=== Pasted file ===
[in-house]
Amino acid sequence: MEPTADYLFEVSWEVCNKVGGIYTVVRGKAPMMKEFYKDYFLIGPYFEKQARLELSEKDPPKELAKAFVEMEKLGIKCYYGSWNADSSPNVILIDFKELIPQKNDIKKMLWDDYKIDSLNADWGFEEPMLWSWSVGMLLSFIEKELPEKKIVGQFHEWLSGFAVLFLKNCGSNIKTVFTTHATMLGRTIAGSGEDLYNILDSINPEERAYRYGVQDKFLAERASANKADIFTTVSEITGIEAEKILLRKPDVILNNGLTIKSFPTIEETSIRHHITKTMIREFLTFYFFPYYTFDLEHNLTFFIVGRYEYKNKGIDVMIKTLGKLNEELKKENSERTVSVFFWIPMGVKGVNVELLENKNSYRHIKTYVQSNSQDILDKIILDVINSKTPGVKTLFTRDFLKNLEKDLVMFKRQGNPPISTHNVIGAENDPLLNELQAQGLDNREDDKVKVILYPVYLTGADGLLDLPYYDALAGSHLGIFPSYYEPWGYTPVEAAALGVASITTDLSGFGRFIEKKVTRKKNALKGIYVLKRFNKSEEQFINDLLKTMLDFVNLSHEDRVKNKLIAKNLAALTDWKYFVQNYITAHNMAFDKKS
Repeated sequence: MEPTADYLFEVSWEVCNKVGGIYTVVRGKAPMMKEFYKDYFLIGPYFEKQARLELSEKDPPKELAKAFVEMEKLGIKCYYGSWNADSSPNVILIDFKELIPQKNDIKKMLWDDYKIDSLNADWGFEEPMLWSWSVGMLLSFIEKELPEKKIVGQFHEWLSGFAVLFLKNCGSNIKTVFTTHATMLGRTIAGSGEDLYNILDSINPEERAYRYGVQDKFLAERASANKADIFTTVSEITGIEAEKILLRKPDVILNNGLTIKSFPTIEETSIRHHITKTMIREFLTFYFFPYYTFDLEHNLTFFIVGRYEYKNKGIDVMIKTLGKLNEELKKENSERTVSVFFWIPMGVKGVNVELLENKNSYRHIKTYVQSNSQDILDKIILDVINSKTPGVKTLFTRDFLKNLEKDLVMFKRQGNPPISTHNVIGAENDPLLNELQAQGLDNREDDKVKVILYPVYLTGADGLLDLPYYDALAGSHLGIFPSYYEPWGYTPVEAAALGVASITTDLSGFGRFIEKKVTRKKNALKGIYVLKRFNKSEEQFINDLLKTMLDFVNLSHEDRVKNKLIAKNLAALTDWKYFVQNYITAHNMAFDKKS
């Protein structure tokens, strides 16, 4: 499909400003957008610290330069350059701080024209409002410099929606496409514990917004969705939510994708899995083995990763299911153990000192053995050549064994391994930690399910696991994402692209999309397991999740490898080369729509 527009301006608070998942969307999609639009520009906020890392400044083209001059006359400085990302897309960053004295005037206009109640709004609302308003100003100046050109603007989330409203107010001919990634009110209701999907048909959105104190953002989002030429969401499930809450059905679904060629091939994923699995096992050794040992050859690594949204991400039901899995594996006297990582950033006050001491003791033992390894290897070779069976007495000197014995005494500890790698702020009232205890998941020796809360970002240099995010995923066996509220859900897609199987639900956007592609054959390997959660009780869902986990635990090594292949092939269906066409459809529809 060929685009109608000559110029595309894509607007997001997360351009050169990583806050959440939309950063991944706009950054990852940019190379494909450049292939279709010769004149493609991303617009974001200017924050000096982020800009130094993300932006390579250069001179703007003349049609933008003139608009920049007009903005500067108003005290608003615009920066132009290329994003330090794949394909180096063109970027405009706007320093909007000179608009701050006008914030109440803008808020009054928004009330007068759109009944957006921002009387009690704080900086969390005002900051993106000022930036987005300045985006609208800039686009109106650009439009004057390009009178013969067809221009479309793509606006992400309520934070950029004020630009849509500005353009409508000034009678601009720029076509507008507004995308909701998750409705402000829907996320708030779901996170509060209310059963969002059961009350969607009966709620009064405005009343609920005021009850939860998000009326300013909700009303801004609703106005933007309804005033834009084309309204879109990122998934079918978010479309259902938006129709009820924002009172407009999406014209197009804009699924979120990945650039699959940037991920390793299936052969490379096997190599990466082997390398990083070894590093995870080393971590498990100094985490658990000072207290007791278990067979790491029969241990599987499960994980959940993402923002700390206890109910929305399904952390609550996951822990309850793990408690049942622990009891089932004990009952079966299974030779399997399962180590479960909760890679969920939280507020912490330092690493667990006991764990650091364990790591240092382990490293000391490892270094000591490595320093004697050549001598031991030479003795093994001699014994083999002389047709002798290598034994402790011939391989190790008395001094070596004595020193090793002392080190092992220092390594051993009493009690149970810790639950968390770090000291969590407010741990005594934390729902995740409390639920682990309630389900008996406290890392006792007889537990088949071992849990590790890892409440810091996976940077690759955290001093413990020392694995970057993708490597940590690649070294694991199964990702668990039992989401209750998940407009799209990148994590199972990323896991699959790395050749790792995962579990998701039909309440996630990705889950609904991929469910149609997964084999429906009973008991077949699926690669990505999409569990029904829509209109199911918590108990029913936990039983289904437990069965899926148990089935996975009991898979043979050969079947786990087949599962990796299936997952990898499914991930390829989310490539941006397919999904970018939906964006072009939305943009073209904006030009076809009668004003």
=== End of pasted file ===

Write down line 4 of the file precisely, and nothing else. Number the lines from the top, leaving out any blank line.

């Protein structure tokens, strides 16, 4: 499909400003957008610290330069350059701080024209409002410099929606496409514990917004969705939510994708899995083995990763299911153990000192053995050549064994391994930690399910696991994402692209999309397991999740490898080369729509 527009301006608070998942969307999609639009520009906020890392400044083209001059006359400085990302897309960053004295005037206009109640709004609302308003100003100046050109603007989330409203107010001919990634009110209701999907048909959105104190953002989002030429969401499930809450059905679904060629091939994923699995096992050794040992050859690594949204991400039901899995594996006297990582950033006050001491003791033992390894290897070779069976007495000197014995005494500890790698702020009232205890998941020796809360970002240099995010995923066996509220859900897609199987639900956007592609054959390997959660009780869902986990635990090594292949092939269906066409459809529809 060929685009109608000559110029595309894509607007997001997360351009050169990583806050959440939309950063991944706009950054990852940019190379494909450049292939279709010769004149493609991303617009974001200017924050000096982020800009130094993300932006390579250069001179703007003349049609933008003139608009920049007009903005500067108003005290608003615009920066132009290329994003330090794949394909180096063109970027405009706007320093909007000179608009701050006008914030109440803008808020009054928004009330007068759109009944957006921002009387009690704080900086969390005002900051993106000022930036987005300045985006609208800039686009109106650009439009004057390009009178013969067809221009479309793509606006992400309520934070950029004020630009849509500005353009409508000034009678601009720029076509507008507004995308909701998750409705402000829907996320708030779901996170509060209310059963969002059961009350969607009966709620009064405005009343609920005021009850939860998000009326300013909700009303801004609703106005933007309804005033834009084309309204879109990122998934079918978010479309259902938006129709009820924002009172407009999406014209197009804009699924979120990945650039699959940037991920390793299936052969490379096997190599990466082997390398990083070894590093995870080393971590498990100094985490658990000072207290007791278990067979790491029969241990599987499960994980959940993402923002700390206890109910929305399904952390609550996951822990309850793990408690049942622990009891089932004990009952079966299974030779399997399962180590479960909760890679969920939280507020912490330092690493667990006991764990650091364990790591240092382990490293000391490892270094000591490595320093004697050549001598031991030479003795093994001699014994083999002389047709002798290598034994402790011939391989190790008395001094070596004595020193090793002392080190092992220092390594051993009493009690149970810790639950968390770090000291969590407010741990005594934390729902995740409390639920682990309630389900008996406290890392006792007889537990088949071992849990590790890892409440810091996976940077690759955290001093413990020392694995970057993708490597940590690649070294694991199964990702668990039992989401209750998940407009799209990148994590199972990323896991699959790395050749790792995962579990998701039909309440996630990705889950609904991929469910149609997964084999429906009973008991077949699926690669990505999409569990029904829509209109199911918590108990029913936990039983289904437990069965899926148990089935996975009991898979043979050969079947786990087949599962990796299936997952990898499914991930390829989310490539941006397919999904970018939906964006072009939305943009073209904006030009076809009668004003």